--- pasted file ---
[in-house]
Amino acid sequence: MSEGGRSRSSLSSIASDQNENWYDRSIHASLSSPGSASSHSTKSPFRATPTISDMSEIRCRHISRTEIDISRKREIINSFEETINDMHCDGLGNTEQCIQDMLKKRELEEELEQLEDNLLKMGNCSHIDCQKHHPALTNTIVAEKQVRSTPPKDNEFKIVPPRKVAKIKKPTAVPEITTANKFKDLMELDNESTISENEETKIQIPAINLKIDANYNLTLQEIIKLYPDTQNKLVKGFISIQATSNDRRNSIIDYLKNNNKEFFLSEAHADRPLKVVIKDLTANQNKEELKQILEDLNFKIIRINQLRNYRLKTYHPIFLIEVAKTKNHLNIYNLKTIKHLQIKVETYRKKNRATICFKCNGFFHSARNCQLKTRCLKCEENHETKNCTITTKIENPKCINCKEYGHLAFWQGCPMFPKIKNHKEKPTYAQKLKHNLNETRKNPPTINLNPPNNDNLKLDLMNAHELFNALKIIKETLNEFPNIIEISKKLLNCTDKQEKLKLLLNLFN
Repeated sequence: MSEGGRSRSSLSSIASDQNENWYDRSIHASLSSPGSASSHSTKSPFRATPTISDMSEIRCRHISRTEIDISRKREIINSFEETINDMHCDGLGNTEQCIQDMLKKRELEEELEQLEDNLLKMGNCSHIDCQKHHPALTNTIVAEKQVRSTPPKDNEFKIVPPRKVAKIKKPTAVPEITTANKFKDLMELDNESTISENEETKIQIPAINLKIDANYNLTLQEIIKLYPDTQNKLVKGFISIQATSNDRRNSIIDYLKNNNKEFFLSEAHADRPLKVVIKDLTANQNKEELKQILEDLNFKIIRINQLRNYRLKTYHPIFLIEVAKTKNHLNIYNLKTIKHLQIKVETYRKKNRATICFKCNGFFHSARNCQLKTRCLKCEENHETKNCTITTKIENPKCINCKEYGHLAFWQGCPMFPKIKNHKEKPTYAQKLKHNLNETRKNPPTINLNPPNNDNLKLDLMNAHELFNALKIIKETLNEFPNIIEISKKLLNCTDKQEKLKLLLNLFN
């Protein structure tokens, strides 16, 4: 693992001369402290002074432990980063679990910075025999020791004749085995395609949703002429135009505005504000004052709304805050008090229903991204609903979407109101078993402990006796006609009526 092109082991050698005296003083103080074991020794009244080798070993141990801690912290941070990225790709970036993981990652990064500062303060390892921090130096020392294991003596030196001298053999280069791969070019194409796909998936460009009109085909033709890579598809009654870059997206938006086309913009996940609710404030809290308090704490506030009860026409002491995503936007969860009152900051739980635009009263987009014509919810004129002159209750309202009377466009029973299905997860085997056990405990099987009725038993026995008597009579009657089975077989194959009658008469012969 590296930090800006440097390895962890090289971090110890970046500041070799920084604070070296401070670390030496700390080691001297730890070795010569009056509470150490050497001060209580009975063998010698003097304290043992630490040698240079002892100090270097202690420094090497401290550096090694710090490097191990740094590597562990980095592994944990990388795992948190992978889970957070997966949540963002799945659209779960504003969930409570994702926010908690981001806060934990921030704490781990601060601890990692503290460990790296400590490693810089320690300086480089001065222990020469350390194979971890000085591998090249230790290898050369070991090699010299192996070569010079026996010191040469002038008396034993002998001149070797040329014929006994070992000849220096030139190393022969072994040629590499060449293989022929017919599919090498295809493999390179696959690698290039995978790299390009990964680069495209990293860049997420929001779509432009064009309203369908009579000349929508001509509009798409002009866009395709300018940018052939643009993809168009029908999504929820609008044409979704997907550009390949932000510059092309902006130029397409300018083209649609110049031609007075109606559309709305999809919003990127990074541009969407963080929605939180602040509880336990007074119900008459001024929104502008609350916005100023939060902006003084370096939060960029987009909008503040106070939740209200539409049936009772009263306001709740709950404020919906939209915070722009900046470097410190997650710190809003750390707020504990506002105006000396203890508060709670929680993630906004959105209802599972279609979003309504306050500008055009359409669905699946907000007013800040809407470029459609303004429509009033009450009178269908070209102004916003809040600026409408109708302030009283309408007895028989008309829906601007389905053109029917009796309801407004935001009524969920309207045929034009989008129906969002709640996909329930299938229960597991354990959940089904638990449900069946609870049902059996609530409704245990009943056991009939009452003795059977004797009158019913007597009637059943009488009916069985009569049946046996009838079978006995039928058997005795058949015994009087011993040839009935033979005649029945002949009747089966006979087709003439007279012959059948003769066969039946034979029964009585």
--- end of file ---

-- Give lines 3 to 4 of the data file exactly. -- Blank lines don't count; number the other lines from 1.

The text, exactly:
Repeated sequence: MSEGGRSRSSLSSIASDQNENWYDRSIHASLSSPGSASSHSTKSPFRATPTISDMSEIRCRHISRTEIDISRKREIINSFEETINDMHCDGLGNTEQCIQDMLKKRELEEELEQLEDNLLKMGNCSHIDCQKHHPALTNTIVAEKQVRSTPPKDNEFKIVPPRKVAKIKKPTAVPEITTANKFKDLMELDNESTISENEETKIQIPAINLKIDANYNLTLQEIIKLYPDTQNKLVKGFISIQATSNDRRNSIIDYLKNNNKEFFLSEAHADRPLKVVIKDLTANQNKEELKQILEDLNFKIIRINQLRNYRLKTYHPIFLIEVAKTKNHLNIYNLKTIKHLQIKVETYRKKNRATICFKCNGFFHSARNCQLKTRCLKCEENHETKNCTITTKIENPKCINCKEYGHLAFWQGCPMFPKIKNHKEKPTYAQKLKHNLNETRKNPPTINLNPPNNDNLKLDLMNAHELFNALKIIKETLNEFPNIIEISKKLLNCTDKQEKLKLLLNLFN
């Protein structure tokens, strides 16, 4: 693992001369402290002074432990980063679990910075025999020791004749085995395609949703002429135009505005504000004052709304805050008090229903991204609903979407109101078993402990006796006609009526 092109082991050698005296003083103080074991020794009244080798070993141990801690912290941070990225790709970036993981990652990064500062303060390892921090130096020392294991003596030196001298053999280069791969070019194409796909998936460009009109085909033709890579598809009654870059997206938006086309913009996940609710404030809290308090704490506030009860026409002491995503936007969860009152900051739980635009009263987009014509919810004129002159209750309202009377466009029973299905997860085997056990405990099987009725038993026995008597009579009657089975077989194959009658008469012969 590296930090800006440097390895962890090289971090110890970046500041070799920084604070070296401070670390030496700390080691001297730890070795010569009056509470150490050497001060209580009975063998010698003097304290043992630490040698240079002892100090270097202690420094090497401290550096090694710090490097191990740094590597562990980095592994944990990388795992948190992978889970957070997966949540963002799945659209779960504003969930409570994702926010908690981001806060934990921030704490781990601060601890990692503290460990790296400590490693810089320690300086480089001065222990020469350390194979971890000085591998090249230790290898050369070991090699010299192996070569010079026996010191040469002038008396034993002998001149070797040329014929006994070992000849220096030139190393022969072994040629590499060449293989022929017919599919090498295809493999390179696959690698290039995978790299390009990964680069495209990293860049997420929001779509432009064009309203369908009579000349929508001509509009798409002009866009395709300018940018052939643009993809168009029908999504929820609008044409979704997907550009390949932000510059092309902006130029397409300018083209649609110049031609007075109606559309709305999809919003990127990074541009969407963080929605939180602040509880336990007074119900008459001024929104502008609350916005100023939060902006003084370096939060960029987009909008503040106070939740209200539409049936009772009263306001709740709950404020919906939209915070722009900046470097410190997650710190809003750390707020504990506002105006000396203890508060709670929680993630906004959105209802599972279609979003309504306050500008055009359409669905699946907000007013800040809407470029459609303004429509009033009450009178269908070209102004916003809040600026409408109708302030009283309408007895028989008309829906601007389905053109029917009796309801407004935001009524969920309207045929034009989008129906969002709640996909329930299938229960597991354990959940089904638990449900069946609870049902059996609530409704245990009943056991009939009452003795059977004797009158019913007597009637059943009488009916069985009569049946046996009838079978006995039928058997005795058949015994009087011993040839009935033979005649029945002949009747089966006979087709003439007279012959059948003769066969039946034979029964009585």